Members of the Indian Trail Board of Supervisors reminded the public Wednesday, Aug. 22 that despite the increased traffic, The Acreage is still a horse community and chastised drivers who are not mindful of equestrians sharing the roads.
The board members also discussed improving signage on horse trails and making connections where there aren’t any now, as well as scheduling a meeting with the Acreage Horseman’s Association to take suggestions.
During her opening comments, ITID President Betty Argue cautioned drivers to slow down for horses.
“If you see someone out riding their horse, will you please slow down just a bit?” Argue said. “My horses are great, and don’t mind you at all, but some people get way too close, going way too fast for my comfort level. Some people might argue that we [should] ride in an equestrian area. Yes, that’s completely true. That’s why we moved here, so we can. The Acreage is an equestrian area.”
She thanked the drivers who do slow down for riders and discussed the Florida Statute stating that any person operating a motor vehicle must use reasonable care when approaching and passing a person riding or leading an animal upon a roadway, or the shoulder of a roadway, and should not intentionally startle or injure such an animal.
“It seems like some people out here just are not understanding, and they’re not respecting the fact that if somebody’s on a horse, you cannot go 60 miles an hour past them and blow your horn,” Argue said. “Doing so could end up with a horse bucking their rider, running out into the road and causing serious damage to the horse, but also to you.”
Argue said that she is tired of people telling her that The Acreage is no longer an equestrian community.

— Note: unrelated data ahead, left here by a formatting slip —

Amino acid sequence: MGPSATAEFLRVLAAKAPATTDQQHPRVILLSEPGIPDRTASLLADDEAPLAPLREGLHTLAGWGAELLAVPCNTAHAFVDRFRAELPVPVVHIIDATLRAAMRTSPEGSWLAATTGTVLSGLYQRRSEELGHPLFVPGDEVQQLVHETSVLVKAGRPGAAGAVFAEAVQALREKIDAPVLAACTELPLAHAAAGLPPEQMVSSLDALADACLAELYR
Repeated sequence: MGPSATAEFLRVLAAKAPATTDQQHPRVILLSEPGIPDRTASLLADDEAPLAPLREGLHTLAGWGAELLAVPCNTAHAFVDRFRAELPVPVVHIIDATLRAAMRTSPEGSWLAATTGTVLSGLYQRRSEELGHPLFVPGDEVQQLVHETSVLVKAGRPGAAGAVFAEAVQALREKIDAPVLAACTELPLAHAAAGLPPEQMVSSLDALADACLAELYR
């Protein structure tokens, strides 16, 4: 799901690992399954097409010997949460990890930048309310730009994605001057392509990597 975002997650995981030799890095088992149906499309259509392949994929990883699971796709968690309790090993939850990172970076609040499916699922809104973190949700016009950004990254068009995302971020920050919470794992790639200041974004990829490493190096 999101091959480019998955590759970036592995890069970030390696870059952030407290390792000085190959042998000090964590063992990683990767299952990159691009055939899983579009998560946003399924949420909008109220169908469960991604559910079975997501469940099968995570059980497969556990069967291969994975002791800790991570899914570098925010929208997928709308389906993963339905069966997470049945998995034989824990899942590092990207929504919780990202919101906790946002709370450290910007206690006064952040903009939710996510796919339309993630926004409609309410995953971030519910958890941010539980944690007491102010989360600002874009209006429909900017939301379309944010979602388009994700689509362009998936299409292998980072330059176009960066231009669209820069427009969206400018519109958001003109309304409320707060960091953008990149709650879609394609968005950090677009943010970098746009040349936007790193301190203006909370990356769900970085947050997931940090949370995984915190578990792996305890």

“We are still an equestrian community, and as long as we are an equestrian community, we need to respect our equestrians,” Argue said. “Maybe if it was a little bit safer, people would get out and ride their horses.”
Supervisor Tim Sayre said he had been out looking at all the horse trails with District Manager Rob Robinson and Parks & Recreation Director Tim Wojnar.
“We have miles and miles of horse trails here,” he said. “We went over all the signage. We’re missing a lot of signage, and we’re having signage made for that,” Sayre said. “We’re also going over the map of the horse trails. We’re not sure, but we’re going to designate out the areas so far that are designated as horse trails. We’re connecting some of them together on proposed horse trails.”
Sayre said that Wojnar is getting bids on the signs, which will have arrows that point the direction of the trail.
“Again, just please slow down to go by horses,” Sayre said. “There can be little kids on those horses. You never know what a horse is going to do. I have seen two horses hit, one right in front of me. Not out here, but elsewhere, and it’s not pretty. So, please, respect the fact that it’s a huge animal, and it can be uncontrollable if it gets spooked.”
During public comment, Acreage Horseman’s Association President John Rivera thanked Sayre, Robinson and Wojnar for including him in the tour of horse trails.
“It was interesting,” Rivera said. “I didn’t know all of the trails. Many people think all of the trails are not actually trails.”
Before the district does the signage, Rivera suggested a workshop to involve the community.
“I know there are horse people who might have some good input,” he said, suggesting that the Acreage Horseman’s Association be involved. “There’s other people who do a lot of trail riding out here.”
Argue said that the signage Wojnar was ordering was related to maintenance issues.
Rivera said there are two types of signage.
“There’s signage to show where the trails are, and signage to warn the traffic and residents in the area that might not know about horses and do not know that they have to slow down and that horses have the right of way,” he said.
Sayre said the signs being ordered are to replace the missing signs.
Argue suggested having a workshop with the Acreage Horseman’s Association and any other equestrians interested in attending at 5:30 p.m. before ITID’s regular October board meeting.
Rivera asked how the board would invite the community, and Argue said staff would put an announcement on the ITID web site. Rivera asked ITID to give him a letter to post on the Acreage Horseman’s Association social media sites.